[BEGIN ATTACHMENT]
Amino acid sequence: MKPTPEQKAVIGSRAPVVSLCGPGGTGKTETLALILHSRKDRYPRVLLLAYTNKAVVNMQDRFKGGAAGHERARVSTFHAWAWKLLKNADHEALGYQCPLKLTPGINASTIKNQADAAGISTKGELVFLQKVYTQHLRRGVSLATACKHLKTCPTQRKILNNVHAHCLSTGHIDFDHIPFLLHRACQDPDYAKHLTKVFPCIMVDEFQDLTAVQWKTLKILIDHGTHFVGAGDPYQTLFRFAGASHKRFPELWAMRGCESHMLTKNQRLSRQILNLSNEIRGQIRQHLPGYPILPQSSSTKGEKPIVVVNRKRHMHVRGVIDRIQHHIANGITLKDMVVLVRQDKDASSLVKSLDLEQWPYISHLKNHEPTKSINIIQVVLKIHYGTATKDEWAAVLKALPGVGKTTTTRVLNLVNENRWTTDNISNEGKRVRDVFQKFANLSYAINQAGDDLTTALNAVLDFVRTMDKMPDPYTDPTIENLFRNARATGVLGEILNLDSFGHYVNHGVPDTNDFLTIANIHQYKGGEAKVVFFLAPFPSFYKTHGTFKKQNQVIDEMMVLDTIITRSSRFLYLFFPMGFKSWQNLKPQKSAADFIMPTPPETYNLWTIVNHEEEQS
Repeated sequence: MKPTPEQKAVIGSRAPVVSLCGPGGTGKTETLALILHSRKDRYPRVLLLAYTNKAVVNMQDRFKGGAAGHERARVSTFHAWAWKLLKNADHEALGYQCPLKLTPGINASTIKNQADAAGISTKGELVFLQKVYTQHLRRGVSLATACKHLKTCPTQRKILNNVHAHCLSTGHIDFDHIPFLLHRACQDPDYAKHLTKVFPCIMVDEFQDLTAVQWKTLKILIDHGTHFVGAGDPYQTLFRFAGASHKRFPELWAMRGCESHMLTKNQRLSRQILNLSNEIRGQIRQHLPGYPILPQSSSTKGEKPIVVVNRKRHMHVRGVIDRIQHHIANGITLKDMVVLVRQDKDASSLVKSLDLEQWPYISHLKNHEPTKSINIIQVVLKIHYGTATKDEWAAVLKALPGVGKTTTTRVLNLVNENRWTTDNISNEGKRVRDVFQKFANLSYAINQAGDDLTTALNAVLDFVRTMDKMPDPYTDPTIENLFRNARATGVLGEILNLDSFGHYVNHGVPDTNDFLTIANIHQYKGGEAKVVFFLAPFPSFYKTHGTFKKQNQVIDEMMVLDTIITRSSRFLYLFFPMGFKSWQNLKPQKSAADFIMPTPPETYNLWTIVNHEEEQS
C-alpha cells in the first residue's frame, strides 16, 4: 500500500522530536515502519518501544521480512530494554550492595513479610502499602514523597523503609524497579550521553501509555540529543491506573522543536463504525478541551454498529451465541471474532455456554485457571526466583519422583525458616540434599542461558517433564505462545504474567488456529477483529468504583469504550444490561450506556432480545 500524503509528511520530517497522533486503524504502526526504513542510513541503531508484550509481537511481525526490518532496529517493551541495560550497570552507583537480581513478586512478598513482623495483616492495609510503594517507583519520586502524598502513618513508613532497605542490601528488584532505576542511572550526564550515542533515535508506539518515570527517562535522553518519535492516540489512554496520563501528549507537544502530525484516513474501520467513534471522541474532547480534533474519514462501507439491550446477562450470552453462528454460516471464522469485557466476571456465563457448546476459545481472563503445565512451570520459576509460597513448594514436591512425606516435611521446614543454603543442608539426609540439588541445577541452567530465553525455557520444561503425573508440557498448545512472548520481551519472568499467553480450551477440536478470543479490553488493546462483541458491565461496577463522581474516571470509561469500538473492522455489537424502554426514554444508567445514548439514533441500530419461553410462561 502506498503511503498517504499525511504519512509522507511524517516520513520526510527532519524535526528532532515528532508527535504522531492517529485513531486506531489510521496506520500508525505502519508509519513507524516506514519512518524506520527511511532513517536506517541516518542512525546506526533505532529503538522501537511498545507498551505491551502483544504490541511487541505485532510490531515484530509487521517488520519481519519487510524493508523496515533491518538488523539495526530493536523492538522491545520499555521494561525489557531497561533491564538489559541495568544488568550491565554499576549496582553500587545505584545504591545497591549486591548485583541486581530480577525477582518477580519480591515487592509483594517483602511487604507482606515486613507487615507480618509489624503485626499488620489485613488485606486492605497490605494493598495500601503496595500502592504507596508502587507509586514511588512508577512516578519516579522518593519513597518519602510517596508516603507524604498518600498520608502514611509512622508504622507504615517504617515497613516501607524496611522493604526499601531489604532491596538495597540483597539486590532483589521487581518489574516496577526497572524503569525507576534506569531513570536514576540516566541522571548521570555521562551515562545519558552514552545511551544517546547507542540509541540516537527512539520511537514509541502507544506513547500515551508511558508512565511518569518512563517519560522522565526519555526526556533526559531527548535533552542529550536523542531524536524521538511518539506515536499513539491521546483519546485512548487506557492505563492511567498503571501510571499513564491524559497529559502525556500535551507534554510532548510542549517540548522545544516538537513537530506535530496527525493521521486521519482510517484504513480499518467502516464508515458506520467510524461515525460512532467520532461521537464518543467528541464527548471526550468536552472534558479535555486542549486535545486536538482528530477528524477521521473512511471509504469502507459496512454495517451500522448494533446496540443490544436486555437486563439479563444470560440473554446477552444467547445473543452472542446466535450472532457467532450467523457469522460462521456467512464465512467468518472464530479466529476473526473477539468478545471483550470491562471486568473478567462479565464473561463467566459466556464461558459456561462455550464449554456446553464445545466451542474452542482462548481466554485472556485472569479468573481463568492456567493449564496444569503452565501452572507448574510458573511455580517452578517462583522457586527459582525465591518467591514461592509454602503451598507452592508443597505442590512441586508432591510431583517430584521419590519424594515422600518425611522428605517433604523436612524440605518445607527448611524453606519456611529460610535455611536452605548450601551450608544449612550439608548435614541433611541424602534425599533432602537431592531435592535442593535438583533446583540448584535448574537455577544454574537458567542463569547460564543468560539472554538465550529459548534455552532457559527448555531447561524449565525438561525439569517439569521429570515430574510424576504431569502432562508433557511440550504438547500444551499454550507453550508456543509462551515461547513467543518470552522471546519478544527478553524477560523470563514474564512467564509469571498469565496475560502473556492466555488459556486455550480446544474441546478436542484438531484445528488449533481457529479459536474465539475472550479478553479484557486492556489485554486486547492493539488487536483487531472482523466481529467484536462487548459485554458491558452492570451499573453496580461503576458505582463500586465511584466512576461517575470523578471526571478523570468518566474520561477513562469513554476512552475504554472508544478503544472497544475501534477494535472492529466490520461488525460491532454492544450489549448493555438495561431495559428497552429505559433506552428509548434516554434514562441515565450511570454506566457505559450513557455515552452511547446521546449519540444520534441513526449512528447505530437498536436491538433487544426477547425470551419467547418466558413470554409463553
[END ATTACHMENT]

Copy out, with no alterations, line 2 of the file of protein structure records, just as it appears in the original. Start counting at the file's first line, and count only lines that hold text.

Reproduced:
Repeated sequence: MKPTPEQKAVIGSRAPVVSLCGPGGTGKTETLALILHSRKDRYPRVLLLAYTNKAVVNMQDRFKGGAAGHERARVSTFHAWAWKLLKNADHEALGYQCPLKLTPGINASTIKNQADAAGISTKGELVFLQKVYTQHLRRGVSLATACKHLKTCPTQRKILNNVHAHCLSTGHIDFDHIPFLLHRACQDPDYAKHLTKVFPCIMVDEFQDLTAVQWKTLKILIDHGTHFVGAGDPYQTLFRFAGASHKRFPELWAMRGCESHMLTKNQRLSRQILNLSNEIRGQIRQHLPGYPILPQSSSTKGEKPIVVVNRKRHMHVRGVIDRIQHHIANGITLKDMVVLVRQDKDASSLVKSLDLEQWPYISHLKNHEPTKSINIIQVVLKIHYGTATKDEWAAVLKALPGVGKTTTTRVLNLVNENRWTTDNISNEGKRVRDVFQKFANLSYAINQAGDDLTTALNAVLDFVRTMDKMPDPYTDPTIENLFRNARATGVLGEILNLDSFGHYVNHGVPDTNDFLTIANIHQYKGGEAKVVFFLAPFPSFYKTHGTFKKQNQVIDEMMVLDTIITRSSRFLYLFFPMGFKSWQNLKPQKSAADFIMPTPPETYNLWTIVNHEEEQS